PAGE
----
The normal purchase and normal sale (NPNS) exemption provides an opportunity to account for qualifying derivative contracts on an accrual basis. Contracts aren’t recorded in the financial statements until the settlement or delivery period.

This strategy can be helpful to your business because it more closely mirrors the actual cash inflows and outflows associated with the derivative instruments. Under this method of accounting, derivative instruments are generally accounted for in the same accrual-based manner as the purchase or sale transactions being hedged, and gains or losses associated with these derivative instruments are only recognized at the time of trade settlement.

To qualify for this exemption, the derivative contract employed in this strategy must meet the following requirements:

  • The purchase or sale of a physically delivered commodity will be delivered in quantities expected to be used or sold by the reporting entity over a reasonable period in the normal course of business within normal operating parameters.
  • The underlying price of the contract is clearly and closely related to the physical product being delivered under the contract.
  • The volumes to be purchased or sold don’t contain optionality to increase or decrease the quantities, with a few limited exceptions.
  • Appropriate accounting election documentation is created and maintained over the life of the contract to elect the NPNS exemption and to monitor compliance with its requirements.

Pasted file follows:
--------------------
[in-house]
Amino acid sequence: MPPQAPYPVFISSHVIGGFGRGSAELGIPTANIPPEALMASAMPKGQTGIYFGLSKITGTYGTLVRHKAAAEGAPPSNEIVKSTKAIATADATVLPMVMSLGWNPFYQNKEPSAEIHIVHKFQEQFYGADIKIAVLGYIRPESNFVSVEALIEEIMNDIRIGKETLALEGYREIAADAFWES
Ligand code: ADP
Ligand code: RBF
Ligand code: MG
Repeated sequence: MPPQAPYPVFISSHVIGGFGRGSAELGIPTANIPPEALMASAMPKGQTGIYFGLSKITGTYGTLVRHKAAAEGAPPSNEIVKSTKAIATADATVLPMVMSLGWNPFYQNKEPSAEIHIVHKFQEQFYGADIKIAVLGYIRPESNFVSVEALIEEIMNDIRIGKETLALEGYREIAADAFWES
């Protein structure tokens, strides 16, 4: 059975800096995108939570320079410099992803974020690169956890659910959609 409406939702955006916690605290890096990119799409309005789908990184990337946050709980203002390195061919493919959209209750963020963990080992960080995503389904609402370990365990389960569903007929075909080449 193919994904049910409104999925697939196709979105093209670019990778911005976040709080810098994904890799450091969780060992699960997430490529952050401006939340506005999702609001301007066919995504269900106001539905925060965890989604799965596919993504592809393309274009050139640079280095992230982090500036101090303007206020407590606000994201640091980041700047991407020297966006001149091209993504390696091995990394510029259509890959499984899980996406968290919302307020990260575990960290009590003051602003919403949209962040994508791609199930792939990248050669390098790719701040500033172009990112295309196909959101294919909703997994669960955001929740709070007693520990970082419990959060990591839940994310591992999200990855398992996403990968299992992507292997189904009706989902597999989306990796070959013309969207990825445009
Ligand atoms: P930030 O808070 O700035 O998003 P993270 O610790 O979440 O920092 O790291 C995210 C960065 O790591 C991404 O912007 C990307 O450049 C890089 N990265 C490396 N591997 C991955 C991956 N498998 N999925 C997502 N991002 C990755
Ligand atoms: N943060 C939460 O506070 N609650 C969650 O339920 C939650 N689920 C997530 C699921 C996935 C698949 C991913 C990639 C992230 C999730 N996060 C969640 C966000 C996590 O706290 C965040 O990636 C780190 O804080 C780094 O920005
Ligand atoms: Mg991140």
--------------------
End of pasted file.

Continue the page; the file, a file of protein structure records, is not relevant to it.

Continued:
Designation of Cash-Flow Hedge Accounting Treatment

The second accounting election is the designation of cash-flow hedge accounting treatment. An agribusiness might choose this option because it eliminates the variability in earnings caused by the noncash changes in the fair value of the derivative instruments.

To qualify for hedge accounting, the hedge designation should have the following information documented:

  • Risk management objective
  • Identification of the designated derivative contract
  • Forecasted purchase or sale of the commodity being hedged
  • The likelihood that the forecasted transaction will occur
  • The volumes and time horizons of the strategy
  • The effective date of the hedge designation

The reporting entity must also include their plan for measuring how effectively the hedging relationship is at minimizing the variability in future projected cash flows as well as their expectations for this effectiveness, starting at the time of hedge designation.

Recent Updates